Says Johnson, "We've taken the time to select so many pieces, restore them, and incorporate them back into the cabins, the lodge rooms, the restaurant, and our reception area. And the big pieces on the land too. Wagon wheels, elk antlers, it goes on and on."
However, the artifact collection was absolutely enormous. It filled a barn-sized building near the rear of the property called the "Museum," and spilled out elsewhere. And to the new owners, the majority of it simply wasn't worth keeping.
"Many of the antiques out in the Museum have been sold to a separate party," said Johnson. "There's still a lot of it here that's on its way out."
Indeed, says Johnson, the Museum building itself is also on its way out. "It's structurally unsafe. A big chunk of it has already collapsed," he says, pointing up the hill. "And it's prime real estate. From up there, you can see everything."
The main Lodge has seen the same level of upgrades as the cabins, including a full revamp of all eight sleeping rooms. "In there we have all new floors, beds, linens, furniture, and decor. It's run like a hostel. There's no cooking in those rooms, so it's a good thing we have a fully functional kitchen down here for breakfast, lunch, and dinner."
One floor down from the sleeping rooms, the restaurant/bar, with a capacity of 70, has experienced an equivalent resurgence. "We got our hand grinders from our local contactors here. We grinded every single log to get that forty years of wood stove soot off of it. And we changed the entire layout. It took three days just to get all the nails and staples out."
As for the kitchen, Johnson says the only original items are the hood vent, the fry press, and the old school milkshake maker.
"Everything else is new, including a new nonskid floor, the sinks, the dishwasher, the shelves, the ceiling, the lights. It was a complete do-over."
And there was one key addition - a series of four bathroom bays at the rear of the Lodge building, where guests from the sleeping rooms and the two cabins with no washrooms can do their thing.
As for those who like to bring along their own accommodations, Johnson tells us the situation remains as it was - for now.
"We have four sites with septic, water, and power, and we have another 16 with just water and power. We'll be doing some work in the spring to give that area a facelift. New picnic tables, new firepit, and more. And we have a nice large tenting area too."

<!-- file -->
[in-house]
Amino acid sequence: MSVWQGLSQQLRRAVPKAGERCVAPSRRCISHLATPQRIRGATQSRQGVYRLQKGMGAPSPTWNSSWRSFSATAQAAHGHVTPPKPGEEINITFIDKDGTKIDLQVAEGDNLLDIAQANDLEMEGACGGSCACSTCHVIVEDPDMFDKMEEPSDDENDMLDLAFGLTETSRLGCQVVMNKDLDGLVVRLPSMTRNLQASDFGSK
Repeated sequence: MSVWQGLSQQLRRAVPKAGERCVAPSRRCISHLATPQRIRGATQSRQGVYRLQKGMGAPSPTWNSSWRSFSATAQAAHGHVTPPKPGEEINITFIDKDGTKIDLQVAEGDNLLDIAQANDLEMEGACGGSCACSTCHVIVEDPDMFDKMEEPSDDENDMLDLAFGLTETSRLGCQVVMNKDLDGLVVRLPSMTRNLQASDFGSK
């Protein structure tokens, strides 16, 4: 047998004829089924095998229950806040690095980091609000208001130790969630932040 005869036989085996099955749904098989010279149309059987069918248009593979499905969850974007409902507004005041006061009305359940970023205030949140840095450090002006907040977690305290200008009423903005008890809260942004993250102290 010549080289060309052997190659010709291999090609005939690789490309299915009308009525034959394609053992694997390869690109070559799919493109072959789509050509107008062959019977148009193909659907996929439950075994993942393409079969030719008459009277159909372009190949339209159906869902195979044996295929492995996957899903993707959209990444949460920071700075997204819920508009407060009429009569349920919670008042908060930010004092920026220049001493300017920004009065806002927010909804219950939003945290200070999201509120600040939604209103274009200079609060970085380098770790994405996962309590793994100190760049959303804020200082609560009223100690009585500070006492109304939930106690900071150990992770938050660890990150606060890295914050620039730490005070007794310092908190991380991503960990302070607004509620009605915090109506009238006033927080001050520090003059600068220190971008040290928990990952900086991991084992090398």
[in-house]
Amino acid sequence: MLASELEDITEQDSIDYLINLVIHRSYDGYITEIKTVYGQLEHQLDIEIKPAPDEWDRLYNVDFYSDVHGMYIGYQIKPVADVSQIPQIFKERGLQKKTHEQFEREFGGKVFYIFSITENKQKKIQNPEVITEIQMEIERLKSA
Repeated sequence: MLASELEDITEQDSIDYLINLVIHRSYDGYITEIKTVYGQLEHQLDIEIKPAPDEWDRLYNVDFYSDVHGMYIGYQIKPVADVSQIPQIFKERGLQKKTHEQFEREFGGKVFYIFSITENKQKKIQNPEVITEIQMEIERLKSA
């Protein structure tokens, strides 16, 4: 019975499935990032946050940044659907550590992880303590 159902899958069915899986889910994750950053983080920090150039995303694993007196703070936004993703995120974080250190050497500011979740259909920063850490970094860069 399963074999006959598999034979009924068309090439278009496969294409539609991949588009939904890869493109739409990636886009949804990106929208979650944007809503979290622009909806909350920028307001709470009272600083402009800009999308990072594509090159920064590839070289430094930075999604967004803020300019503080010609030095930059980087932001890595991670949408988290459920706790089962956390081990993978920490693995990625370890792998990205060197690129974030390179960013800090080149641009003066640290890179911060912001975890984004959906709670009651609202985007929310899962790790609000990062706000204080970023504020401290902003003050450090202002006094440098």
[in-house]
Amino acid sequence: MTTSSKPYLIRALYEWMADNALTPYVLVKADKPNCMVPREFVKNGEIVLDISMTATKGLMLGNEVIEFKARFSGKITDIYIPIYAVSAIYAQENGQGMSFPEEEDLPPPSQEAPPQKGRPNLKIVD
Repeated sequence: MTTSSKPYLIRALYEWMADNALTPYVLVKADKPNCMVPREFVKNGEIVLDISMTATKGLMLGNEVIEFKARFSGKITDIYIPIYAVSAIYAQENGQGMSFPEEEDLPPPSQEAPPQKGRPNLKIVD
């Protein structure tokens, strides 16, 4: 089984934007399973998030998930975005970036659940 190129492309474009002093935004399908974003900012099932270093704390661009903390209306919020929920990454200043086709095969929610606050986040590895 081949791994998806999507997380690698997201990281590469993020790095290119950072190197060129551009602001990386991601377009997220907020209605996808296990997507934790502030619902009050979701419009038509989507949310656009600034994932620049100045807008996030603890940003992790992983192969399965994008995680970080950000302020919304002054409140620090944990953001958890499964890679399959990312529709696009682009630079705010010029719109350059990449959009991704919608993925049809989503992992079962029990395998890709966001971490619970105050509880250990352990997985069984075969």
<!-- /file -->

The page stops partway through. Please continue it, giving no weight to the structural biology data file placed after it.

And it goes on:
As for connectivity, Chute Lake Lodge, being as remote as it is, won't exactly mimic a Starbucks. Phone service is very good if you're a Rogers customer - as we can attest - but not so good if you're with Telus. And Wi-Fi is available only in the restaurant - and even then on a limited basis and potentially with extra changes.
According to Kevin, "The organic progression is that this place is all about disconnecting to reconnect. Reconnect with your families. And we're witnessing it. It feels right, and we're just trying to do what feels right. And it's just not the right feel to have Wi-Fi over all six acres."
Adds Darcie, "You'll see some people go through the phases of Wi-Fi withdrawal, but by the end you see them in this restaurant, and they're actually communicating with one another. It's really great."
But what Chute Lake Lodge lacks in Wi-Fi, it more than make ups with in food.
Johnson rattles off some of the dishes like he's a veteran chef. Baked three-cheese macaroni with candied bacon. Homemade béchamel. Naramata nut brown stew. Eight ounce burgers on brioche buns with sautéed kale, homemade aioli sauce, homemade sundried tomatoes, homemade pickled onion, and aged cheddar. Hearty stuff to be sure.
"I feel like we've been training for this job our whole lives. We've always been outdoors, we've always enjoyed entertaining and cooking for mass groups, whether it's a reunion, a party, or just family and friends."
"Currently in our restaurant, we're only shut down on Monday and Tuesday. But that's going to change right away. We're currently looking for good people with lodge experience, including a chef, who want to be part of the team."
The facility is already open, but the official grand celebration on the May long weekend promises to be pretty spectacular. Johnson says it'll be lumberjack/logger-themed, with axe-throwing and other feats of woodsy skill. There'll be live bands playing indoor and outdoor and of course lots of food and drinks.
And this Sunday, they'll host an Easter event, with a kid's egg hunt and kid's painting classes. More special events just like that are planned throughout the first full year of the revamped venue.
"I think the old owners would be proud," says Kevin Johnson, "because we're just trying to keep the place on the same guidelines they would have done if they had the time and the energy, and the budget and the vision to make this place fresh again."